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Microservice Architecture of a Catalog and Sales Order Management System

Go Back to Course Outline Welcome to the continuation of my lecture about developing a catalog and sales order management system usin...



Go Back to Course Outline

Welcome to the continuation of my lecture about developing a catalog and sales order management system using a microservice architecture.

Microservice is a design architecture that breaks apart the monolithic system into a collection of related services.

Here are some of the microservice principles

  • Highly cohesive - related features must be kept in one service
  • Loosely coupled - one service knows little about the others. In fact one service could be running on Java while the other is on .NET.
  • Organized per business domain or functionality - it has a single responsibility
  • Maintained by a small team
  • Independently maintainable and testable - it’s easier to debug and test a lightweight microservice vs a complex monolithic application.

The downsides are

  • It needs more collaboration between teams.
  • It will definitely require automated deployment or DevOps.
  • Communication problem between microservices leads to poor performance.
  • Much harder to test the complete system.
For more information about microservices, you can visit the links in the description section below.

Here are some microservices framework for Java

  • Spring Framework - https://spring.io/ 
  • Axon Framework - https://axoniq.io/
  • Micronaut - https://micronaut.io
  • Thorntail - https://thorntail.io/
But for this project, we will use the Spring Framework.

It’s now time to set up the microservice architecture of our catalog and sales order management system. Fortunately, Spring has already provided the lift for the much-needed dependencies in Spring Cloud.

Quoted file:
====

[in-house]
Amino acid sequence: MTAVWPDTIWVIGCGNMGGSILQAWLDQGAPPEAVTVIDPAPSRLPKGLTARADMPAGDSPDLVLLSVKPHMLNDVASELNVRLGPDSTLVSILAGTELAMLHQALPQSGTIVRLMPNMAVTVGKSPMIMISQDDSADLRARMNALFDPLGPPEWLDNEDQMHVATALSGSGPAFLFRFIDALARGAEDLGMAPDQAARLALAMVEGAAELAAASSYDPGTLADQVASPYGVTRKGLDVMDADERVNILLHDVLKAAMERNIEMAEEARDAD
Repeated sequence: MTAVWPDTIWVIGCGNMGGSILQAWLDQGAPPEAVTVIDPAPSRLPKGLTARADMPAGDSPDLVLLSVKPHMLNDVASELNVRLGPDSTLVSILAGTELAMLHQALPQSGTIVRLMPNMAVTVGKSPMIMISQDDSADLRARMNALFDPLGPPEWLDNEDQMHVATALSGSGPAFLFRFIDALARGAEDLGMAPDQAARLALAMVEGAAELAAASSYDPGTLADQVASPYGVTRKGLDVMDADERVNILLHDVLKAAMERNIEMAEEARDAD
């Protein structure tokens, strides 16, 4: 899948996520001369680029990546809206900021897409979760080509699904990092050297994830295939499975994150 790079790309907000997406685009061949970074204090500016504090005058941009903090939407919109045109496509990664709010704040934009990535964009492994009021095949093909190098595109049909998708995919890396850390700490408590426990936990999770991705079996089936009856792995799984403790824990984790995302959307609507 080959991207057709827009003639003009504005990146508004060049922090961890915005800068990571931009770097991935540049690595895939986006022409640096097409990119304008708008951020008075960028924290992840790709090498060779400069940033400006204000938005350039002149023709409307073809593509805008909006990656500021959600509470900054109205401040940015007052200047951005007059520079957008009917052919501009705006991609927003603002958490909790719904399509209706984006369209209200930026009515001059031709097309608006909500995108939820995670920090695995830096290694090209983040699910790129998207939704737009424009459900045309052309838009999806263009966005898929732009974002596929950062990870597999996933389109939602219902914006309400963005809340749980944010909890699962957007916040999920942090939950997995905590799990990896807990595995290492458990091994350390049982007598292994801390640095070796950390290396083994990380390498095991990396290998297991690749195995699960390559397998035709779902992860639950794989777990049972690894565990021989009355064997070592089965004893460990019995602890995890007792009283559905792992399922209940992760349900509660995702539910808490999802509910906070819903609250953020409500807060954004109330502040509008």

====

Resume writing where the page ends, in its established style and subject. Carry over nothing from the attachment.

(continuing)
Here is a diagram of all the microservices and their relationship that we will need for this project.
  1. Terawarehouse-config-server - it handles the externalized configuration of our distributed system. For this project, we will use GIT as the store provider.
  2. Terawarehouse-service-discovery (Eureka) - is a service registry where all our services should be registered. With Eureka client-side service discovery it allows the services to find and communicate with each other without knowing the hostname and port but only the Spring application name which it will use to register.
  3. Terawarehouse-load-balancer (Zuul) - is a reverse proxy that lets us route client-side requests to a microservice and do server-side load balancing. It uses Ribbon to locate a microservice instance registered in Eureka.
  4. Terawarehouse-catalog - microservice that manages the catalog (category, product, serial).
  5. Terawarehouse-inventory - microservice that manages the product inventory and movement.
  6. Terawarehouse-sales - microservice that handles product orders from customers.
  7. Terawarehouse-reporting - we can aggregate the data using Apache NiFi or queue and then save in a reporting database.

Going thru our projects’ dependencies, we can actually group them in four:

  1. Config server
  2. Eureka/discovery server
  3. Zuul/load balancing server
  4. Microservices.

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